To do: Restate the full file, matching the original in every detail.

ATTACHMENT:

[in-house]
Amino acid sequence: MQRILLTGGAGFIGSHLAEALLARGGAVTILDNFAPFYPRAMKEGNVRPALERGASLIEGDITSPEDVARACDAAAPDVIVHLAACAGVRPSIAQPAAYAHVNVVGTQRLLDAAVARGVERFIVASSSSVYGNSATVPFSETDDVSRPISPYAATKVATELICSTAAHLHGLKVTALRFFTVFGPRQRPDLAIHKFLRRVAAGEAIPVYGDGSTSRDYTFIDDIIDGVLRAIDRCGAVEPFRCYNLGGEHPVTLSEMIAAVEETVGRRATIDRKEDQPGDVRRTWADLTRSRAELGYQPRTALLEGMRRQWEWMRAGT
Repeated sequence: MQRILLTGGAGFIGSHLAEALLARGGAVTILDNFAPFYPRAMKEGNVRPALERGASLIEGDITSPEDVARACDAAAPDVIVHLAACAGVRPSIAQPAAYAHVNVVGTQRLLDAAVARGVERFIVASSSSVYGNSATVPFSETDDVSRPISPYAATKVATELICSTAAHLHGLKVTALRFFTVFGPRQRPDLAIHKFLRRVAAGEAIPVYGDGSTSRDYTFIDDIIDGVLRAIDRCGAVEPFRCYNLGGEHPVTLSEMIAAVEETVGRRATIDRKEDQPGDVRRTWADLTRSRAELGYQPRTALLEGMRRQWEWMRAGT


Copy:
[in-house]
Amino acid sequence: MQRILLTGGAGFIGSHLAEALLARGGAVTILDNFAPFYPRAMKEGNVRPALERGASLIEGDITSPEDVARACDAAAPDVIVHLAACAGVRPSIAQPAAYAHVNVVGTQRLLDAAVARGVERFIVASSSSVYGNSATVPFSETDDVSRPISPYAATKVATELICSTAAHLHGLKVTALRFFTVFGPRQRPDLAIHKFLRRVAAGEAIPVYGDGSTSRDYTFIDDIIDGVLRAIDRCGAVEPFRCYNLGGEHPVTLSEMIAAVEETVGRRATIDRKEDQPGDVRRTWADLTRSRAELGYQPRTALLEGMRRQWEWMRAGT
Repeated sequence: MQRILLTGGAGFIGSHLAEALLARGGAVTILDNFAPFYPRAMKEGNVRPALERGASLIEGDITSPEDVARACDAAAPDVIVHLAACAGVRPSIAQPAAYAHVNVVGTQRLLDAAVARGVERFIVASSSSVYGNSATVPFSETDDVSRPISPYAATKVATELICSTAAHLHGLKVTALRFFTVFGPRQRPDLAIHKFLRRVAAGEAIPVYGDGSTSRDYTFIDDIIDGVLRAIDRCGAVEPFRCYNLGGEHPVTLSEMIAAVEETVGRRATIDRKEDQPGDVRRTWADLTRSRAELGYQPRTALLEGMRRQWEWMRAGT